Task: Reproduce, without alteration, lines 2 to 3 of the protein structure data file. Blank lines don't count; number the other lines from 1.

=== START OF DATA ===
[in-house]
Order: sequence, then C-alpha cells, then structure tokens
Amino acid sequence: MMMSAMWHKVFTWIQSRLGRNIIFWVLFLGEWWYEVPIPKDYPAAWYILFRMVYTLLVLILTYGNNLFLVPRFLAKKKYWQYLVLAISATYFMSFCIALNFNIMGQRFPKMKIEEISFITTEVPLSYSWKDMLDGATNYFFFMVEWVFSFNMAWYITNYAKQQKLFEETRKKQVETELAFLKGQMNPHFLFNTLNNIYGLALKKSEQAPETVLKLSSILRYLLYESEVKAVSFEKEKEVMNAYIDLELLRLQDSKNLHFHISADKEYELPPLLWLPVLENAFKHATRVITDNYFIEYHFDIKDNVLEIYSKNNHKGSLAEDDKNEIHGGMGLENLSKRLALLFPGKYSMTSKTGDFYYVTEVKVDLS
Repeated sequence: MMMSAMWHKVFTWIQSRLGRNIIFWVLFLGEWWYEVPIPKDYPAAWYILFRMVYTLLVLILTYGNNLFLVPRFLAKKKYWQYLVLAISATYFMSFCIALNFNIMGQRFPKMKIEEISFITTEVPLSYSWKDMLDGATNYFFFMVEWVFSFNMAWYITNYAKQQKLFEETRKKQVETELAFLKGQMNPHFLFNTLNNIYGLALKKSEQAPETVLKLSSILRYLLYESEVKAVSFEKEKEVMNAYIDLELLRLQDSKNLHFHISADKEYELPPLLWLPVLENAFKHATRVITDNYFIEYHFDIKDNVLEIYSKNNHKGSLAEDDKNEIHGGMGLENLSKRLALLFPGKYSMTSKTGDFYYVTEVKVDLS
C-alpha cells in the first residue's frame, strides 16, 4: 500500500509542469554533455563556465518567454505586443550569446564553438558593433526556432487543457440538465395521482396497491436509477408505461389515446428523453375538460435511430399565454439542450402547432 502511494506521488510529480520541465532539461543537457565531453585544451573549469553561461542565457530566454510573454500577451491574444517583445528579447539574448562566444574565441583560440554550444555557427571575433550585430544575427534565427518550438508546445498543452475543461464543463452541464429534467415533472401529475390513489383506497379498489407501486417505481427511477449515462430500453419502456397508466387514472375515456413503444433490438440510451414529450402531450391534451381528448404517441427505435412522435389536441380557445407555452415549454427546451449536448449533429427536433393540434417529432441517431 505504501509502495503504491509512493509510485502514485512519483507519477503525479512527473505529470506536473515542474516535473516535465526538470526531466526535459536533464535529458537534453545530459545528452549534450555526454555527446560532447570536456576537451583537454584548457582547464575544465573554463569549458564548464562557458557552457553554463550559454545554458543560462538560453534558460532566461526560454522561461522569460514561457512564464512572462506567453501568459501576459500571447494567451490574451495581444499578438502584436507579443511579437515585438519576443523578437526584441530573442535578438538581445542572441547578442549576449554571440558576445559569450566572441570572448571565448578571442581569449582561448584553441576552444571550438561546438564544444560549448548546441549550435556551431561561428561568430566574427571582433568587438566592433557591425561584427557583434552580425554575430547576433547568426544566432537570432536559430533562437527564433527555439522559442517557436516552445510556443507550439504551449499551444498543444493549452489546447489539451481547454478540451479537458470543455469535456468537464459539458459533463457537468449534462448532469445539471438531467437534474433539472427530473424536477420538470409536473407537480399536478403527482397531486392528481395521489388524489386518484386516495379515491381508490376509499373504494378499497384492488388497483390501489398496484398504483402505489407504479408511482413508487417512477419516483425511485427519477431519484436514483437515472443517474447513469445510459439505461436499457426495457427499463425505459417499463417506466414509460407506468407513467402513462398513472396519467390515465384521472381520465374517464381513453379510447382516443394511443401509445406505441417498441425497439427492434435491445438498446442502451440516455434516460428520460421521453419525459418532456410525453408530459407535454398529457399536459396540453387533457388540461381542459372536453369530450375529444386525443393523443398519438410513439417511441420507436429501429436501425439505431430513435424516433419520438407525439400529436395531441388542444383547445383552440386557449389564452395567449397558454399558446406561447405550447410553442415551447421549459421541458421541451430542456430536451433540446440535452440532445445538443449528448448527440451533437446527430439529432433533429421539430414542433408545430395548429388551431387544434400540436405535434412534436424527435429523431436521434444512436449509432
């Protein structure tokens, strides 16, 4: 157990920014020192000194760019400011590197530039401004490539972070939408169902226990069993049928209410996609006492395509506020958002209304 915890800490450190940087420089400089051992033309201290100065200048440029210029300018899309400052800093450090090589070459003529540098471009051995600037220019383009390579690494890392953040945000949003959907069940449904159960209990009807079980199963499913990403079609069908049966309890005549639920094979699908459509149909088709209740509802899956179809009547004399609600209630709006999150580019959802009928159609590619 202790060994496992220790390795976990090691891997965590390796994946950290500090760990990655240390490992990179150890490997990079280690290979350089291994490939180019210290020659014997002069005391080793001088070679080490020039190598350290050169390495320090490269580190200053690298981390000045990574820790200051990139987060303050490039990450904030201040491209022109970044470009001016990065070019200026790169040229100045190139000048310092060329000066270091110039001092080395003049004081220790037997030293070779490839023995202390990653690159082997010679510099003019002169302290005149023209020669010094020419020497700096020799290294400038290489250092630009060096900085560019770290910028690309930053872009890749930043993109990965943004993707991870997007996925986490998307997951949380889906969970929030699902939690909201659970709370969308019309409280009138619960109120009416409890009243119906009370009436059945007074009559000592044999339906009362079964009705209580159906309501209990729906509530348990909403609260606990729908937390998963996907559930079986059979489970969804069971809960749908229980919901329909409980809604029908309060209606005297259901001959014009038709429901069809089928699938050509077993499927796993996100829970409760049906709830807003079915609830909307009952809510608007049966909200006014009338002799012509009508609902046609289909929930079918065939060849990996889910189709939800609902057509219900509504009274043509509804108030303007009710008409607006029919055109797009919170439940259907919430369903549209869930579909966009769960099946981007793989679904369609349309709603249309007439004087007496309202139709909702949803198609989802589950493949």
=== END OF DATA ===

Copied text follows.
Order: sequence, then C-alpha cells, then structure tokens
Amino acid sequence: MMMSAMWHKVFTWIQSRLGRNIIFWVLFLGEWWYEVPIPKDYPAAWYILFRMVYTLLVLILTYGNNLFLVPRFLAKKKYWQYLVLAISATYFMSFCIALNFNIMGQRFPKMKIEEISFITTEVPLSYSWKDMLDGATNYFFFMVEWVFSFNMAWYITNYAKQQKLFEETRKKQVETELAFLKGQMNPHFLFNTLNNIYGLALKKSEQAPETVLKLSSILRYLLYESEVKAVSFEKEKEVMNAYIDLELLRLQDSKNLHFHISADKEYELPPLLWLPVLENAFKHATRVITDNYFIEYHFDIKDNVLEIYSKNNHKGSLAEDDKNEIHGGMGLENLSKRLALLFPGKYSMTSKTGDFYYVTEVKVDLS